Egypt army call signals possible crackdown

Published on NewsOK Modified: July 24, 2013 at 4:13 pm •  Published: July 24, 2013
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CAIRO (AP) — The military chief who ousted Egypt's elected president called on the public Wednesday to take to the streets to give him and the police a mandate to tackle "violence and terrorism," in an address that pointed to a possible move against supporters of the Islamist leader.

The call by Gen. Abdel-Fattah el-Sissi, made in a speech to a graduation ceremony for military cadets, underlined how the military chief is the source of real power in Egypt despite the creation of a civilian government after the July 3 coup that removed Mohammed Morsi.

His comments appeared designed to secure a public cover for what could be a move to dismantle sit-in camps by Morsi's supporters in Cairo and elsewhere, as well as a campaign against Islamic radicals that have stepped up attacks on security forces in Sinai. El-Sissi called for a mass turnout in Friday rallies to give him a "mandate" to do what is "necessary" to stop bloodshed.

A coalition of Morsi's Muslim Brotherhood and allied factions denounced his speech, calling it an "open invitation" to civil war. Their coalition plans protests and marches of its own on Friday, raising the potential for violence between the two camps.

El-Sissi removed Morsi after four days of protests by millions of Egyptians demanding his ouster after a year in office, and the military says its goal is to set the country on a path to democracy. But the move has set top ally Washington in an uncomfortable position: The U.S. has implicitly accepted Morsi's removal, even while the Obama administration reviews whether it constitutes a military coup, which under U.S. law would require a shut-off of $1.3 billion in annual aid to Egypt's army.

On Wednesday, Washington announced it is delaying delivery of four F-16 fighter jets to Egypt as it conducts the review — its first direct action in response to the ouster. Still, officials cautioned they had not yet decided whether to suspend military aid more broadly.

Since Morsi's fall, his Islamist supporters have taken to the streets vowing to continue protests until he is reinstated.

Clashes have erupted multiple times between the Islamists and Morsi opponents or security forces in Cairo and other cities. Around 150 people have been killed, a majority from the pro-Morsi side, including more than 50 killed by troops during clashes outside a military facility in eastern Cairo.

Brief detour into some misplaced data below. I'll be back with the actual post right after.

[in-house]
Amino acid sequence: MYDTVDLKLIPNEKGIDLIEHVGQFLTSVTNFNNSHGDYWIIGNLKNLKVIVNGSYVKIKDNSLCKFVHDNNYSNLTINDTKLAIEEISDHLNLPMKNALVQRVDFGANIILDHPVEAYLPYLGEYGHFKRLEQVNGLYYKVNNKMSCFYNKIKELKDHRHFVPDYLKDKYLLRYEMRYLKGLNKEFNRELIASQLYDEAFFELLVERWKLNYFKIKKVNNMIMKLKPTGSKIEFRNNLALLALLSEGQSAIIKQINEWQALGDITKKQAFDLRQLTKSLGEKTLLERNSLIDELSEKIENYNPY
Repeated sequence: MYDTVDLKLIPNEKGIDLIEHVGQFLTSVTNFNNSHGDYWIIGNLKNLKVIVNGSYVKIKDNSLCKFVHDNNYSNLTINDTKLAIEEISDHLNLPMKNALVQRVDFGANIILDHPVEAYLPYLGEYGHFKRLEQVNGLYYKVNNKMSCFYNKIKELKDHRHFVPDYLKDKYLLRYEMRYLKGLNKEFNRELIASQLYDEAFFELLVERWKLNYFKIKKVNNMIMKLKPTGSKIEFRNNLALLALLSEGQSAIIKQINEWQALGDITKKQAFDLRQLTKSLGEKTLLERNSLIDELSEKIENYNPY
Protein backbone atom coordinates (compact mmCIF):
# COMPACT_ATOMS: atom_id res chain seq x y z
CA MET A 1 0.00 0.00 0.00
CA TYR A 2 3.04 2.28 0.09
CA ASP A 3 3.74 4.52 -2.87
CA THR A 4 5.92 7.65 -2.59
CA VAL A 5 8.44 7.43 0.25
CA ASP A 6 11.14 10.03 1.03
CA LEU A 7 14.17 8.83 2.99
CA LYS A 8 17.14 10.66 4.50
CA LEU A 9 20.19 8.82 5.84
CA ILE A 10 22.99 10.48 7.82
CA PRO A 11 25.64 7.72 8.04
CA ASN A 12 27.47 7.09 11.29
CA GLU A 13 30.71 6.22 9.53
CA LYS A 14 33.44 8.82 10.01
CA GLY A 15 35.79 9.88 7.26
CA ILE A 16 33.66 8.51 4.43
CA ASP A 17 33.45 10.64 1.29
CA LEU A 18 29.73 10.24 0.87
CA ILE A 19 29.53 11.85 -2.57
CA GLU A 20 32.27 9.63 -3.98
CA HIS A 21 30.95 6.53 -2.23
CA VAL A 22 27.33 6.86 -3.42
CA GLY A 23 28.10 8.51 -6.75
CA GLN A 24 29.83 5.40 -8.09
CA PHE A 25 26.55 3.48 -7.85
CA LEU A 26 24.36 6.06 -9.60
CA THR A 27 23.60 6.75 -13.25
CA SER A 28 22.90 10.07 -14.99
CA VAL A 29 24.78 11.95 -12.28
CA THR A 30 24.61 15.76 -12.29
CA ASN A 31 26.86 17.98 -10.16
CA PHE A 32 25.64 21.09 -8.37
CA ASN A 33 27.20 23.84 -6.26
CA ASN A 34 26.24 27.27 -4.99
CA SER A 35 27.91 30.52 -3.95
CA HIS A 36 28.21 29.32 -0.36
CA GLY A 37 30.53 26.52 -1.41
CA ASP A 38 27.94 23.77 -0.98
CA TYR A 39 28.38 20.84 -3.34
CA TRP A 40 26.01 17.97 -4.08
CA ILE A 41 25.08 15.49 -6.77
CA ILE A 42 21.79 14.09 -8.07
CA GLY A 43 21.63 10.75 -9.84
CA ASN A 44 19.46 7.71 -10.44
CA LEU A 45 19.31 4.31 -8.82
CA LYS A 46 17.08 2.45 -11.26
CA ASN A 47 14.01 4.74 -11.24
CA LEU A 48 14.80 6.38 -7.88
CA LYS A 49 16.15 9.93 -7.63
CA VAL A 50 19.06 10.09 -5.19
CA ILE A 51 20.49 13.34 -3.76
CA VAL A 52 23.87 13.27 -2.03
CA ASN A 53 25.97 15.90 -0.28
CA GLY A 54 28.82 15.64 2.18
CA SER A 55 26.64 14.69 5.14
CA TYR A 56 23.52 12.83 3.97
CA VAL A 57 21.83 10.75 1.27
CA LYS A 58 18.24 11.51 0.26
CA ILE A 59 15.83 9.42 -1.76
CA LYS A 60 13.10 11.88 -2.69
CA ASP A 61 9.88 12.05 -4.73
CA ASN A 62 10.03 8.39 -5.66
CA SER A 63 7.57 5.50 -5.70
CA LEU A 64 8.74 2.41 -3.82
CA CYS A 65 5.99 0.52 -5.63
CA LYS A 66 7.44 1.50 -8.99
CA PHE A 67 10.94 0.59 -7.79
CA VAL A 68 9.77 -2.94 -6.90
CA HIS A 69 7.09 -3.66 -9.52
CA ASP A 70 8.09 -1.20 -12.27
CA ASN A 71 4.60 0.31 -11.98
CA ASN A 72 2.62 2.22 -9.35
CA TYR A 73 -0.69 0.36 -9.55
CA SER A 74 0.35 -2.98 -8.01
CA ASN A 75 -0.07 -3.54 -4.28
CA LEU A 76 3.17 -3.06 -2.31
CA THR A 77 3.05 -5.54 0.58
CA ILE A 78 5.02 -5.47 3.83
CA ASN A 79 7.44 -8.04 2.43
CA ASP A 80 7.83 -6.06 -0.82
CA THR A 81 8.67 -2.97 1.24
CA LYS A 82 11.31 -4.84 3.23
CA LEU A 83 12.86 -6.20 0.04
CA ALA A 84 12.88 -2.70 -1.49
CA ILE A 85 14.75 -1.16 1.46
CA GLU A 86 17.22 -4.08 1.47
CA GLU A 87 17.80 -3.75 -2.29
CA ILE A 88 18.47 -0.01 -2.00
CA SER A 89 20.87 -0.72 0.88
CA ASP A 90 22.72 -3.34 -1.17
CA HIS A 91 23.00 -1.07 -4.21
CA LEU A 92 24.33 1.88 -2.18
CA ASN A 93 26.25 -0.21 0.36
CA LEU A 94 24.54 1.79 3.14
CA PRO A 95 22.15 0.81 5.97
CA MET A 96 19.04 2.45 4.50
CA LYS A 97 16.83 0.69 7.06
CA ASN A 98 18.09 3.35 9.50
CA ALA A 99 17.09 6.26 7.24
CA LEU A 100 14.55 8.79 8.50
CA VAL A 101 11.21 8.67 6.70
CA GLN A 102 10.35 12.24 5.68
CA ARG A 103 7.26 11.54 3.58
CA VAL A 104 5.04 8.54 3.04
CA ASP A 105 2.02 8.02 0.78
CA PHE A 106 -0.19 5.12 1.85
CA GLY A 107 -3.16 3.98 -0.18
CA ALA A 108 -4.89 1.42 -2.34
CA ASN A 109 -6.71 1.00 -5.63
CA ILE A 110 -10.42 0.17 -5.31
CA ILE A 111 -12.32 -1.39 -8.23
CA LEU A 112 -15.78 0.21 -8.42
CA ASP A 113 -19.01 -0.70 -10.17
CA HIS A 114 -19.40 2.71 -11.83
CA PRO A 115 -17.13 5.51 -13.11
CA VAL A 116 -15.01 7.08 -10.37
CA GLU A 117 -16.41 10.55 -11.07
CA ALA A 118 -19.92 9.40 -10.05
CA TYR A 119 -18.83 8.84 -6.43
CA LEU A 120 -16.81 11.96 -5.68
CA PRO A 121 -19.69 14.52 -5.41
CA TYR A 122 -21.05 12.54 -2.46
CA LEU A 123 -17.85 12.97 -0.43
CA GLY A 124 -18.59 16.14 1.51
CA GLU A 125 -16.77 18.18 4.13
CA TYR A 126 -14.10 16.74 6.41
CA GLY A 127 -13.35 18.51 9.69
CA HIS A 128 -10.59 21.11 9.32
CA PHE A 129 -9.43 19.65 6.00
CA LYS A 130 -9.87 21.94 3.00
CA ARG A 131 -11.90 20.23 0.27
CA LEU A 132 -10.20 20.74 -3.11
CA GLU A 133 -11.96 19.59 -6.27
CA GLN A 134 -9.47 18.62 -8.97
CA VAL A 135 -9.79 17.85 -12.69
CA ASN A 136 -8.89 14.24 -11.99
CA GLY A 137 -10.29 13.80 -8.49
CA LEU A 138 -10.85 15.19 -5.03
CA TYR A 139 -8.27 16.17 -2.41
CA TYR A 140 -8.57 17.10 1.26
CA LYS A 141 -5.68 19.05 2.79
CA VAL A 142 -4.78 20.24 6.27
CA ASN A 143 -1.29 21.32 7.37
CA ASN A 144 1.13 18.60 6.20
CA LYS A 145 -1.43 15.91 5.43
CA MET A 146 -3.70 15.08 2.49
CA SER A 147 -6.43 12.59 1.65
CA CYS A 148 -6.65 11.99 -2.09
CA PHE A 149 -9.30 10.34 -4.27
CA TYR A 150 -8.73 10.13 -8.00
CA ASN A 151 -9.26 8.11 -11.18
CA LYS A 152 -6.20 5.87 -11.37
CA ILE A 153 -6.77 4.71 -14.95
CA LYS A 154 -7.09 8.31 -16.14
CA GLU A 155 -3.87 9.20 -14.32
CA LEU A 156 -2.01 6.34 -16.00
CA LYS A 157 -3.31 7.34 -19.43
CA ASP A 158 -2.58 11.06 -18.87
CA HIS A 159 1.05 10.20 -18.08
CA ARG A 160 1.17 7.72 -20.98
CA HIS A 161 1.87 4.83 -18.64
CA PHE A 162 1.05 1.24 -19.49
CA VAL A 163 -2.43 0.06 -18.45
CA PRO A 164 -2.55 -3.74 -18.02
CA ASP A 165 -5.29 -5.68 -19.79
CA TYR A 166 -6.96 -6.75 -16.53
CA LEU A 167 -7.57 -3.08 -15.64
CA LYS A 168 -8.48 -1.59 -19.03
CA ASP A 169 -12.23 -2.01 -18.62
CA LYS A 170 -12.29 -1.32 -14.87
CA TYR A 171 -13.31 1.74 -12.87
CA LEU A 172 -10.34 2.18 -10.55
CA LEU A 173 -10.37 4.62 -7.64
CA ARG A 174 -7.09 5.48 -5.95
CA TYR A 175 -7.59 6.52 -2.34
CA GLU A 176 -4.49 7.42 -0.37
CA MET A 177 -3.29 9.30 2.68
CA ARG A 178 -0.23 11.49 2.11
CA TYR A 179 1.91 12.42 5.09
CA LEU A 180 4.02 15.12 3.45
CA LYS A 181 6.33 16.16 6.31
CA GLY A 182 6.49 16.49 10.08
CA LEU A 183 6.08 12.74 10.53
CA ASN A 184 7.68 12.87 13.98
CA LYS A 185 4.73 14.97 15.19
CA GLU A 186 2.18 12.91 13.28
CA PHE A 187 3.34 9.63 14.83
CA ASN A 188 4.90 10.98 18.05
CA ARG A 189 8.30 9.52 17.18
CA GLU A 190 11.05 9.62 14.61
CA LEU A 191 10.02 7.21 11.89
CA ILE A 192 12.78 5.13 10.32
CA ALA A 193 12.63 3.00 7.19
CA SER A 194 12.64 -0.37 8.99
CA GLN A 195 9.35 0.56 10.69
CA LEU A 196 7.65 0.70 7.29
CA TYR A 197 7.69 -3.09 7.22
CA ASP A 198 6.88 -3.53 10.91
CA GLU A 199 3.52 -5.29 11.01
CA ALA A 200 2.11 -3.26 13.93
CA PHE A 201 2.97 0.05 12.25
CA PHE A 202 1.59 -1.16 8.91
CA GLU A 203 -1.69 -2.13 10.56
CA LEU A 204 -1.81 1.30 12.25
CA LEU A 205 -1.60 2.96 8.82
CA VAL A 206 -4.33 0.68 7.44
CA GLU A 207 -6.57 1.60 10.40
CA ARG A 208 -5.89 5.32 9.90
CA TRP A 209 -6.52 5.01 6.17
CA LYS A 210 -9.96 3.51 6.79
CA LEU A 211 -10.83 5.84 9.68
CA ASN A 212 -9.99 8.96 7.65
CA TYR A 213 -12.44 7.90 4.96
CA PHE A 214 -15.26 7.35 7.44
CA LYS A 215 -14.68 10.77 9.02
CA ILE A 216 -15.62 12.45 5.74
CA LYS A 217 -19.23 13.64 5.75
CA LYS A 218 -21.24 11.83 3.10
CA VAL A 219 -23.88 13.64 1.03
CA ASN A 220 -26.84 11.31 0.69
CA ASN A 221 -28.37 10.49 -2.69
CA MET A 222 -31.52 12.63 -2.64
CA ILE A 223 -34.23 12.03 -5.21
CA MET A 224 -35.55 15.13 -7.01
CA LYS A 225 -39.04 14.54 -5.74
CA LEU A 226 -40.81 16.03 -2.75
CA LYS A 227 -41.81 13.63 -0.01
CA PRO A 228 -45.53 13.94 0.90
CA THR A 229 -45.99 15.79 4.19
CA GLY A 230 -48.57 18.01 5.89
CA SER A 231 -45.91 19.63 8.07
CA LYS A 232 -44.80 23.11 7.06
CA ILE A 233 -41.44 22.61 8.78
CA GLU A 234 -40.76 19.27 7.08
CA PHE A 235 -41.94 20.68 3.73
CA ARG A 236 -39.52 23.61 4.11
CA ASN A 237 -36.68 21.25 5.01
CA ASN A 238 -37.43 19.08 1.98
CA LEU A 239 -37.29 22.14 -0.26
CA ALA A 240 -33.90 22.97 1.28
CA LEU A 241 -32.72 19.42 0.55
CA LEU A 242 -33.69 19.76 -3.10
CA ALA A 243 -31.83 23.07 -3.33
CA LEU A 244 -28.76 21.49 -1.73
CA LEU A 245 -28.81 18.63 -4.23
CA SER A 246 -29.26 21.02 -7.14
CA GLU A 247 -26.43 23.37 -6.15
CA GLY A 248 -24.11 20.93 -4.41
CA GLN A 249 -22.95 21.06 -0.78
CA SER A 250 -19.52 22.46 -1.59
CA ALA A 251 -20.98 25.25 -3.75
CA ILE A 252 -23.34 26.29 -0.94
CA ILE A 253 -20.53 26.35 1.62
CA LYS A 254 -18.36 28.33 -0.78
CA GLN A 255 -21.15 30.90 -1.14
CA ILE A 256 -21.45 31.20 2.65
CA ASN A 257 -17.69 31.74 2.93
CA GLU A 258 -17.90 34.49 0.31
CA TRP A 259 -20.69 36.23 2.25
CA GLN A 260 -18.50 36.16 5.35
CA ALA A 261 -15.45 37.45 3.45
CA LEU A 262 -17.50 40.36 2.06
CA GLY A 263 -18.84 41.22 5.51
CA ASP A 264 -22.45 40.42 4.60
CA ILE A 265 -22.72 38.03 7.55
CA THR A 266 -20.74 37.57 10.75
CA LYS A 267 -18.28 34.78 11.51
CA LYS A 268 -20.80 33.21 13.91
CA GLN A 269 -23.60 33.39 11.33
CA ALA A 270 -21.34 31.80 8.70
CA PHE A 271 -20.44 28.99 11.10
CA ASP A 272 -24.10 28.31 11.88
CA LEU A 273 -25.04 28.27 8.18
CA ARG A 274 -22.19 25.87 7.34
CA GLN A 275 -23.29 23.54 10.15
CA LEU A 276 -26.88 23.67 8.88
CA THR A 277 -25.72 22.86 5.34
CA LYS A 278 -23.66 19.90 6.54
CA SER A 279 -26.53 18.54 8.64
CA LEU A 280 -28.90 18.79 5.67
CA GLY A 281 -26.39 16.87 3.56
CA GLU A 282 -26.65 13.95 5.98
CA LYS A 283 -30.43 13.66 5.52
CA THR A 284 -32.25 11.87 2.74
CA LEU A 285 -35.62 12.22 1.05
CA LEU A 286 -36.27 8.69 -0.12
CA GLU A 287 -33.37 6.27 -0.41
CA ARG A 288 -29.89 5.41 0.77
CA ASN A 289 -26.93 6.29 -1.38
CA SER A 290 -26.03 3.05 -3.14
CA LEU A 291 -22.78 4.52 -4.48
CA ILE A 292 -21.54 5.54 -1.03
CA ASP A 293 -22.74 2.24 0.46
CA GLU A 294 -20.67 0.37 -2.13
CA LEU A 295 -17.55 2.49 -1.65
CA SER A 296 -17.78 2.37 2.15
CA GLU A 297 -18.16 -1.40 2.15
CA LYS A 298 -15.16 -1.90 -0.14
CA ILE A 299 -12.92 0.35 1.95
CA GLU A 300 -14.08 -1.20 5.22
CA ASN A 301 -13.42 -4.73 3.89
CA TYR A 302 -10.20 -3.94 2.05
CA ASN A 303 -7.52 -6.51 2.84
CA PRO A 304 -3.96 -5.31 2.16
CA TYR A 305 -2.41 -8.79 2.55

Each side accuses the other of starting the violence. Throughout, the military and its allied media have depicted the protesters as a dangerous armed movement. The Muslim Brotherhood and its allies say their protests are peaceful. The group accuses troops or thugs hired by the Interior Ministry, which is in charge of the police, of attacking pro-Morsi rallies.

At the same time, Islamic militants have stepped up attacks on security forces in Sinai Peninsula since Morsi's fall, killing 16 soldiers and policemen and 11 civilians and raising fears of a wave of militant violence.

On Wednesday, suspected militants killed two soldiers and wounded three others in four separate attacks in Sinai. In a separate incident, three suspected militants were killed when their explosives-laden car blew up apparently prematurely just outside el-Arish, a coastal city in northern Sinai that is a stronghold of radical Islamists, security officials said, speaking on condition of anonymity because they were not authorized to talk to the press.

In the early hours Wednesday, a bomb went off outside the main police headquarters in the Nile Delta city of Mansoura, wounding 19 people. Presidential spokesman Ahmed el-Muslemani called the attack an act of terrorism.

The Mansoura bombing is a possible sign that a militant campaign could be spreading from Sinai to Egypt's heartland, where so far the violence has been mostly restricted to street clashes between the two sides.

El-Sissi's address in the Mediterranean coastal city of Alexandria was a strong sign that the top general is the source of real power in Egypt, despite his assertions that authority has been handed completely to the civilian government set up after Morsi's fall and led by interim President Adly Mansour.

Wearing dark sunglasses under his military cap and a uniform dotted with medals, el-Sissi said "every honorable and honest Egyptian must come out ... Please, shoulder your responsibility with me, your army and the police and show your size and steadfastness in the face of what is going on."